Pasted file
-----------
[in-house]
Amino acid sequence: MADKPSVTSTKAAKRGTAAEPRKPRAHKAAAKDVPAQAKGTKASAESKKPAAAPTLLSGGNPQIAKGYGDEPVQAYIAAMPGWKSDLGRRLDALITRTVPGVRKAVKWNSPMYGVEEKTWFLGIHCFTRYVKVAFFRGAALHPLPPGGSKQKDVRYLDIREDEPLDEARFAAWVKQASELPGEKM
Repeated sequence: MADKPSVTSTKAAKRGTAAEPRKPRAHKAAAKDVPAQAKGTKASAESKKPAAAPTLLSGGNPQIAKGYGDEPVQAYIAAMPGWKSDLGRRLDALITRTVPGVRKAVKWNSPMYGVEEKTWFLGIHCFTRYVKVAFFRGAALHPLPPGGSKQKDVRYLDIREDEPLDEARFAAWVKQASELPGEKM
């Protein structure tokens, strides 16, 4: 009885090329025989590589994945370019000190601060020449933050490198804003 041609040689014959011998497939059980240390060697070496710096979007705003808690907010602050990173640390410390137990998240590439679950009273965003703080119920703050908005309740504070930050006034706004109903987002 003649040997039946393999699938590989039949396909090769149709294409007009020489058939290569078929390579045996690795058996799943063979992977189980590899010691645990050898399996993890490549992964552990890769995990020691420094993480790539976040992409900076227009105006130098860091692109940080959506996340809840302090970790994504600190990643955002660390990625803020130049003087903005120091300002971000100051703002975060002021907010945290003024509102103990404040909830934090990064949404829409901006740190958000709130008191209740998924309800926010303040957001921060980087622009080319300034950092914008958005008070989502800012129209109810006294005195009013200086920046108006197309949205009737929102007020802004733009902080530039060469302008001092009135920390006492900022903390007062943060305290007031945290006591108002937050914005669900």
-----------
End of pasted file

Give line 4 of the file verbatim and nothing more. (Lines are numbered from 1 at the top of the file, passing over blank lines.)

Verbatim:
């Protein structure tokens, strides 16, 4: 009885090329025989590589994945370019000190601060020449933050490198804003 041609040689014959011998497939059980240390060697070496710096979007705003808690907010602050990173640390410390137990998240590439679950009273965003703080119920703050908005309740504070930050006034706004109903987002 003649040997039946393999699938590989039949396909090769149709294409007009020489058939290569078929390579045996690795058996799943063979992977189980590899010691645990050898399996993890490549992964552990890769995990020691420094993480790539976040992409900076227009105006130098860091692109940080959506996340809840302090970790994504600190990643955002660390990625803020130049003087903005120091300002971000100051703002975060002021907010945290003024509102103990404040909830934090990064949404829409901006740190958000709130008191209740998924309800926010303040957001921060980087622009080319300034950092914008958005008070989502800012129209109810006294005195009013200086920046108006197309949205009737929102007020802004733009902080530039060469302008001092009135920390006492900022903390007062943060305290007031945290006591108002937050914005669900």